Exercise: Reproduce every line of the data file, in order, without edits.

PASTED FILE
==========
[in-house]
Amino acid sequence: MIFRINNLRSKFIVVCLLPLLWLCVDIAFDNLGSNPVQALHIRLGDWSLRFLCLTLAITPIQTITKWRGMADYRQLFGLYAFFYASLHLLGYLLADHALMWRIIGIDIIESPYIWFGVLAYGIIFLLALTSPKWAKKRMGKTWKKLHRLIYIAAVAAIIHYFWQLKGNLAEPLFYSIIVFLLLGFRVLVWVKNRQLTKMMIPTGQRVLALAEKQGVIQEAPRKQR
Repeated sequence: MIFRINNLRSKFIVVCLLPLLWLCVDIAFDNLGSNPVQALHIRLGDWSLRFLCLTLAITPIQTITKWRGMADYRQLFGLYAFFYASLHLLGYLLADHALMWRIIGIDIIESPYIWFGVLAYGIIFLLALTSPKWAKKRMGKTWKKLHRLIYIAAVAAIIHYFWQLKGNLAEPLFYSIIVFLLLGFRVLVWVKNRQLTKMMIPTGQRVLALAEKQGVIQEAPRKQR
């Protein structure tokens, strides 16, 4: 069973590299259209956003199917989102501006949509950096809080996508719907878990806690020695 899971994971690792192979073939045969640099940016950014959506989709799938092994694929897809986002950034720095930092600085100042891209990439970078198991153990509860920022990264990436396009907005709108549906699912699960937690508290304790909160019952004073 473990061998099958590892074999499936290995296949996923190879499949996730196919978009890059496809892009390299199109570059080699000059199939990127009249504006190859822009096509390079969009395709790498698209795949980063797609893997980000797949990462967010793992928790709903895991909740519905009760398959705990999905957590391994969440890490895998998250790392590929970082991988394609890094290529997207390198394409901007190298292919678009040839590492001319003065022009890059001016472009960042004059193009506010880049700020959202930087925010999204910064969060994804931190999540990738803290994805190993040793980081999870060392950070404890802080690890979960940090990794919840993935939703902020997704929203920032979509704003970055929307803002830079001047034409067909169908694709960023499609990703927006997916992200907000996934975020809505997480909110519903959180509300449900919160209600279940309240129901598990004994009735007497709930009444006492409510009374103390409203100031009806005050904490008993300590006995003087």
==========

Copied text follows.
[in-house]
Amino acid sequence: MIFRINNLRSKFIVVCLLPLLWLCVDIAFDNLGSNPVQALHIRLGDWSLRFLCLTLAITPIQTITKWRGMADYRQLFGLYAFFYASLHLLGYLLADHALMWRIIGIDIIESPYIWFGVLAYGIIFLLALTSPKWAKKRMGKTWKKLHRLIYIAAVAAIIHYFWQLKGNLAEPLFYSIIVFLLLGFRVLVWVKNRQLTKMMIPTGQRVLALAEKQGVIQEAPRKQR
Repeated sequence: MIFRINNLRSKFIVVCLLPLLWLCVDIAFDNLGSNPVQALHIRLGDWSLRFLCLTLAITPIQTITKWRGMADYRQLFGLYAFFYASLHLLGYLLADHALMWRIIGIDIIESPYIWFGVLAYGIIFLLALTSPKWAKKRMGKTWKKLHRLIYIAAVAAIIHYFWQLKGNLAEPLFYSIIVFLLLGFRVLVWVKNRQLTKMMIPTGQRVLALAEKQGVIQEAPRKQR
């Protein structure tokens, strides 16, 4: 069973590299259209956003199917989102501006949509950096809080996508719907878990806690020695 899971994971690792192979073939045969640099940016950014959506989709799938092994694929897809986002950034720095930092600085100042891209990439970078198991153990509860920022990264990436396009907005709108549906699912699960937690508290304790909160019952004073 473990061998099958590892074999499936290995296949996923190879499949996730196919978009890059496809892009390299199109570059080699000059199939990127009249504006190859822009096509390079969009395709790498698209795949980063797609893997980000797949990462967010793992928790709903895991909740519905009760398959705990999905957590391994969440890490895998998250790392590929970082991988394609890094290529997207390198394409901007190298292919678009040839590492001319003065022009890059001016472009960042004059193009506010880049700020959202930087925010999204910064969060994804931190999540990738803290994805190993040793980081999870060392950070404890802080690890979960940090990794919840993935939703902020997704929203920032979509704003970055929307803002830079001047034409067909169908694709960023499609990703927006997916992200907000996934975020809505997480909110519903959180509300449900919160209600279940309240129901598990004994009735007497709930009444006492409510009374103390409203100031009806005050904490008993300590006995003087």